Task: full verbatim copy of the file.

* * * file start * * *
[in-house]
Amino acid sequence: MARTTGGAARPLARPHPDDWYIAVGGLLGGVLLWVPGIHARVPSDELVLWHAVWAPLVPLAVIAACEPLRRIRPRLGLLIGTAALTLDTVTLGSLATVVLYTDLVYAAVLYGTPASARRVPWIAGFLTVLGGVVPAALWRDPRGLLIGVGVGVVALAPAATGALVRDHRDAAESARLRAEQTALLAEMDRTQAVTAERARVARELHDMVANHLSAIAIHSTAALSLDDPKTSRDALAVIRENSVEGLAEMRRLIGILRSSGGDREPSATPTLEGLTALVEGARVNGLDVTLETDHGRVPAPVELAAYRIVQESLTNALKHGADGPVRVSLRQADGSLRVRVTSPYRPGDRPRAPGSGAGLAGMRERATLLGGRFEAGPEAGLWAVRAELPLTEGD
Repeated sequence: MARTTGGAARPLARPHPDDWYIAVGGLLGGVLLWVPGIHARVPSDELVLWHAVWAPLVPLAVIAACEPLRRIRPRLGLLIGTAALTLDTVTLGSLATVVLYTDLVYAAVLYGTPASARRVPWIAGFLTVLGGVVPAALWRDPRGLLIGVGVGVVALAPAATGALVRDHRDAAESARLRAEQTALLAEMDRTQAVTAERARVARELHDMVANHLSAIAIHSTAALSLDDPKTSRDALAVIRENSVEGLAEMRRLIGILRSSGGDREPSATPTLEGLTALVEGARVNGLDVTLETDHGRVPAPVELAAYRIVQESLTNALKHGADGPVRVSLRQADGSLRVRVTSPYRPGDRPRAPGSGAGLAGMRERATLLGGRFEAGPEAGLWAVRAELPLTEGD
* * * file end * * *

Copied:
[in-house]
Amino acid sequence: MARTTGGAARPLARPHPDDWYIAVGGLLGGVLLWVPGIHARVPSDELVLWHAVWAPLVPLAVIAACEPLRRIRPRLGLLIGTAALTLDTVTLGSLATVVLYTDLVYAAVLYGTPASARRVPWIAGFLTVLGGVVPAALWRDPRGLLIGVGVGVVALAPAATGALVRDHRDAAESARLRAEQTALLAEMDRTQAVTAERARVARELHDMVANHLSAIAIHSTAALSLDDPKTSRDALAVIRENSVEGLAEMRRLIGILRSSGGDREPSATPTLEGLTALVEGARVNGLDVTLETDHGRVPAPVELAAYRIVQESLTNALKHGADGPVRVSLRQADGSLRVRVTSPYRPGDRPRAPGSGAGLAGMRERATLLGGRFEAGPEAGLWAVRAELPLTEGD
Repeated sequence: MARTTGGAARPLARPHPDDWYIAVGGLLGGVLLWVPGIHARVPSDELVLWHAVWAPLVPLAVIAACEPLRRIRPRLGLLIGTAALTLDTVTLGSLATVVLYTDLVYAAVLYGTPASARRVPWIAGFLTVLGGVVPAALWRDPRGLLIGVGVGVVALAPAATGALVRDHRDAAESARLRAEQTALLAEMDRTQAVTAERARVARELHDMVANHLSAIAIHSTAALSLDDPKTSRDALAVIRENSVEGLAEMRRLIGILRSSGGDREPSATPTLEGLTALVEGARVNGLDVTLETDHGRVPAPVELAAYRIVQESLTNALKHGADGPVRVSLRQADGSLRVRVTSPYRPGDRPRAPGSGAGLAGMRERATLLGGRFEAGPEAGLWAVRAELPLTEGD